Like many of my fellow educator-scientists, yesterday I had the honor and privilege of joining a March for Science. Since I live in a small town in the middle of “what mountains? they told me there would be mountains!” Colorado, I had to travel to Denver to join up with the big city folks and their March.
Bright and early yesterday morning, I packed up my daughter and her friend (both currently my biology students) and we hit the road for the 2 1/2 hour drive through the moonscape that is eastern Colorado. We were rewarded for our efforts with a pretty steady sprinkle of rain the entire drive, which is a blessing in these parched high plains.
We decided to take the RTD commuter train from near the airport, so I suppose we did our part in using public transportation on Earth Day, but mostly I didn’t want to try to fight thousands of people for parking downtown. A smooth 1/2 hr later we pulled into Denver’s Union Station at which point we headed down the 16th Street Mall towards the Capitol.
While on the ride in, I’d felt a little self-conscious about carrying a big sign on a stick, but once we hit the Mall we fell in with lots of other sign-carriers of all ages who were heading in the same direction.
Our timing was spot on and we managed to cross paths with the March just as it got underway.
We stopped by several tents set up for the “teach-in” on the Capitol grounds and got to see some fun demos with Tesla coils, liquid nitrogen, and the classic crush-a-can with air pressure. We were surprised at the heavy presence of secular humanist organizations and wondered where the religious scientists’ tents were.
We wandered up the Capitol steps just in time for some of the major speeches of the day, most given by state reps.
The crowd up at the top of the Capitol steps by the speakers seemed strangely sparse, but then I realized that we had beaten the crowd up the hill so they were behind us.
One of my key takeaways from the speeches was that we collectively need to move the conversation away from belief vs nonbelief for the biggies like climate change and evolution. Instead, we should use the terms Accept or Deny, as several speakers did.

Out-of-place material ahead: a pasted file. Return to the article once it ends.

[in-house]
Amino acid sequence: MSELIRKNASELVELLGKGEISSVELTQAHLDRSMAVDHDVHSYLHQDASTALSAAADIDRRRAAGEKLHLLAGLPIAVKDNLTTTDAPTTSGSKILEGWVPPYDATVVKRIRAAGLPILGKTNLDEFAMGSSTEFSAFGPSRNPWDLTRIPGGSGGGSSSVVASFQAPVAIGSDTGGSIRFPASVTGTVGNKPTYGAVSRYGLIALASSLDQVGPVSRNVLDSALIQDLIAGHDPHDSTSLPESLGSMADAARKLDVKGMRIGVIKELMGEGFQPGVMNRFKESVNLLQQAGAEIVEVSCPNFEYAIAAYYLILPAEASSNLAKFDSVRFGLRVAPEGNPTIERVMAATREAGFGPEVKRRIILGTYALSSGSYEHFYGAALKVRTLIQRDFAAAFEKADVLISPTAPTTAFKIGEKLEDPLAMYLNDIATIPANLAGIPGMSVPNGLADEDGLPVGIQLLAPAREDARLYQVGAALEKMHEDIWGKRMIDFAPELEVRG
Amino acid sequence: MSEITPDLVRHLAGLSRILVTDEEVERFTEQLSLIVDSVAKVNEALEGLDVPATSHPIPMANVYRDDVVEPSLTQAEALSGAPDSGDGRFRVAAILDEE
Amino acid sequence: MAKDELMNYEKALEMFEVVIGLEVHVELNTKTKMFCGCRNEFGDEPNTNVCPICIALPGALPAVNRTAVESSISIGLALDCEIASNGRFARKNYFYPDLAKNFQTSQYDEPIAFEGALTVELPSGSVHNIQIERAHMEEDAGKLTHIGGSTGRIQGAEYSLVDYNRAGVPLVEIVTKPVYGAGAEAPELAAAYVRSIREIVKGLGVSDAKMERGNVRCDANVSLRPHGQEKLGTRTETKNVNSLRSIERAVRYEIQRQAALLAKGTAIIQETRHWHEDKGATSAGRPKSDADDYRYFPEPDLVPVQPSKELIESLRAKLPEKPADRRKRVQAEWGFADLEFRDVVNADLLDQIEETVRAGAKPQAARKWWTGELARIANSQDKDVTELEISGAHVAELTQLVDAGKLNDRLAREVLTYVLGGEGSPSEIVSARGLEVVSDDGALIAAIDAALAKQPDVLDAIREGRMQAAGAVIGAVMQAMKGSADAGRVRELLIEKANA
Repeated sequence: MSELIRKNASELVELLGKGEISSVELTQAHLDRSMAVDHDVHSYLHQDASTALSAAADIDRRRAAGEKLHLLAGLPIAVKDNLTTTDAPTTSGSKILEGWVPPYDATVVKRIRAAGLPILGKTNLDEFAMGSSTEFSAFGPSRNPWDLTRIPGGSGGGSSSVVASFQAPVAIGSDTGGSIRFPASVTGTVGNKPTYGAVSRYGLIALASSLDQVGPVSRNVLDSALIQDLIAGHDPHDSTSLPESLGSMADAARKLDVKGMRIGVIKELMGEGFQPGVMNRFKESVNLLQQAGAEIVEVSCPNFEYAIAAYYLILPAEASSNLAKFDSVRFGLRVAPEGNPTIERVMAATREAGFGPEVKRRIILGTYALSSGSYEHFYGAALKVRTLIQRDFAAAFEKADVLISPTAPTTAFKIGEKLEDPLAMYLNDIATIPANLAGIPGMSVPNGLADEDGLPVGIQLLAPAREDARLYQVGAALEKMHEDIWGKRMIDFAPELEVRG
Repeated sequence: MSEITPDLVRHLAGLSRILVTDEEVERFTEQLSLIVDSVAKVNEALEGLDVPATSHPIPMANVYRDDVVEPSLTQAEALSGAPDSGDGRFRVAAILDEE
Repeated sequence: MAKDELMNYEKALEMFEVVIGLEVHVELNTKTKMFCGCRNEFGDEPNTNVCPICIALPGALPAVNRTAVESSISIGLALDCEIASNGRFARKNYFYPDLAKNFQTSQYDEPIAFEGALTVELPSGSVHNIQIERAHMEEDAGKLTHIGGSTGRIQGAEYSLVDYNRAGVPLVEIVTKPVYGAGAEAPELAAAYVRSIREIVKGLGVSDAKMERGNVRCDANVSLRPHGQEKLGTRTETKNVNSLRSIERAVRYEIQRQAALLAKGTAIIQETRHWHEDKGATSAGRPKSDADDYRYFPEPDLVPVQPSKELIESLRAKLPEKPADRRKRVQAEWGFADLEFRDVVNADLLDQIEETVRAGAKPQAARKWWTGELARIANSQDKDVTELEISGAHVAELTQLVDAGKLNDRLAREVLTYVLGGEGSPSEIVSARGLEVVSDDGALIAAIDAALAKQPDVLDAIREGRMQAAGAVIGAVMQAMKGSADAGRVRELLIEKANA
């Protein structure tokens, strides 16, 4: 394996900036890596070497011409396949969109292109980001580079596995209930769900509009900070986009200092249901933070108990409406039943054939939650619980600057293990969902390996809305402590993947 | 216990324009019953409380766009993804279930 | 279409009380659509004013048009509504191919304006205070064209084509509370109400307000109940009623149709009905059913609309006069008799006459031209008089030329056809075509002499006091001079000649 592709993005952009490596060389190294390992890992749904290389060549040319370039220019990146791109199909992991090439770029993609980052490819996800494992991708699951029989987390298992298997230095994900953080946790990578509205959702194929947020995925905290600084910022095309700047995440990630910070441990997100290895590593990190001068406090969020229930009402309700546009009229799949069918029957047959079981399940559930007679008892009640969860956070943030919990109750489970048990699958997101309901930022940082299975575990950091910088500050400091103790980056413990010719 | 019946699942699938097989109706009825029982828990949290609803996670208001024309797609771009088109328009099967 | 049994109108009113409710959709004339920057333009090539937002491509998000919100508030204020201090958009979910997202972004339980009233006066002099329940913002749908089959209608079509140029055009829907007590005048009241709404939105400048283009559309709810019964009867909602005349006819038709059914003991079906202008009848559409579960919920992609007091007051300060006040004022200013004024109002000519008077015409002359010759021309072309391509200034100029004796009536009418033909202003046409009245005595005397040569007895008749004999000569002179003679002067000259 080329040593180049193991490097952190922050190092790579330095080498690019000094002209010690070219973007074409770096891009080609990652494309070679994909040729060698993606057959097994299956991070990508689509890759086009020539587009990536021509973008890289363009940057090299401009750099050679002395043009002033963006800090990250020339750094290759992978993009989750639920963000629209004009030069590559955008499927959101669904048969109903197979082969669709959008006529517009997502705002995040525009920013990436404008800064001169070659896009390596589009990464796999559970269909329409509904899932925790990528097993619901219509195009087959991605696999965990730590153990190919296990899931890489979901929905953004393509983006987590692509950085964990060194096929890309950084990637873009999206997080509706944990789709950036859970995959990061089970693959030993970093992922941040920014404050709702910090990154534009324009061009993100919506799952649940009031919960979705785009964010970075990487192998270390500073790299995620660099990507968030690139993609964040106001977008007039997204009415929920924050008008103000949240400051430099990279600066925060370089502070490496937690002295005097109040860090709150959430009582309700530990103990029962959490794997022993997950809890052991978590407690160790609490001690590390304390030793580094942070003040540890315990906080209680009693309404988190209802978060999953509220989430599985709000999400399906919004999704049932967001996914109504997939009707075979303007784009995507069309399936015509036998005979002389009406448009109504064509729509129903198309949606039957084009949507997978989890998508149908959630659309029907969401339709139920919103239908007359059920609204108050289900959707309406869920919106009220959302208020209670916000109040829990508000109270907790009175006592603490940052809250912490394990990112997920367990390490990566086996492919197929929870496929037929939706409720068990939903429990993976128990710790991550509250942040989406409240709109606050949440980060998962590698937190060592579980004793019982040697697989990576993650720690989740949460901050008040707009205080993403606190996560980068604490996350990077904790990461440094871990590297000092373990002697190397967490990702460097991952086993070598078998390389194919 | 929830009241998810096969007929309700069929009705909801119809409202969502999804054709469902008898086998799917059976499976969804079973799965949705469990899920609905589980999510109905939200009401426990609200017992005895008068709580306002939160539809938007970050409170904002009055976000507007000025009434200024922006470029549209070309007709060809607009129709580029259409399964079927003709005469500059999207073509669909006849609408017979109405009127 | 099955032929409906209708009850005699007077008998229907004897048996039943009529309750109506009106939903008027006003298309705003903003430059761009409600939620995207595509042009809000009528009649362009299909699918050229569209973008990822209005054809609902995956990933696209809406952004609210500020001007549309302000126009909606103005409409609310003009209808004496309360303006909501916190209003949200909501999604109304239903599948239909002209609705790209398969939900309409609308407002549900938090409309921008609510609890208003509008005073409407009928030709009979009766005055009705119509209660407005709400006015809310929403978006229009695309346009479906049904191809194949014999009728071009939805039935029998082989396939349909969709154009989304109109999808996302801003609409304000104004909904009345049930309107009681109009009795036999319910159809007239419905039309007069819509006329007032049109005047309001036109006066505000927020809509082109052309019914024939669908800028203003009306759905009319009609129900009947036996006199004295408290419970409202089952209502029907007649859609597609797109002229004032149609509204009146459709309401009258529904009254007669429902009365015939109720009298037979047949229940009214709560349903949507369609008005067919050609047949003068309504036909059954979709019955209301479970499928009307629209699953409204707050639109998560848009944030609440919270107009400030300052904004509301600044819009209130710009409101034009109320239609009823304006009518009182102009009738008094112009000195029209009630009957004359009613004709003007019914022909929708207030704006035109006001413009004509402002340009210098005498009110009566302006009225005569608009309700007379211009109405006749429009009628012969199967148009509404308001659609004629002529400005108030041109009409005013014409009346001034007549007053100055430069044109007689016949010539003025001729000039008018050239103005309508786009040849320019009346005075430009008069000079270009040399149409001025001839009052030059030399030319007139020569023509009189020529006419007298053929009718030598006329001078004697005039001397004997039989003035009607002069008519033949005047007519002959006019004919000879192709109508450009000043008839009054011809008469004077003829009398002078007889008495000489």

Belief is something to be treasured, something to fight for because it’s important to how we view the world. But belief is inherently non-falsifiable. This is fundamentally different from how science operates.
Science requires us to provide proof that certain phenomena operate as we think they do. Piles of evidence are put forward, sorted out by peer-review, and modified over time as new evidence arises. This results in a Theory built by consensus across multiple individuals, many of whom have competing beliefs about the issues at hand. But in this scientific consensus, the opinions don’t matter, the data does. Individuals, corporations, and elected officials can either accept the reality of the world as measurements indicate or they can deny the validity of that data.
Is the Earth warming up over time? I might wish that it were not but countless observational studies tell me it is. Do species change over time to become different than their ancestors? Absolutely, even though we can hold different opinions about Who or what is behind the mysteries of why certain species exist today.
As I wrap up another school year with a major Evolution unit in my biology classes, I’ll try to use this Accept or Deny language a lot more and try to help students do the same.
If only we could do something for those folks who proudly deny every inconvenient truth…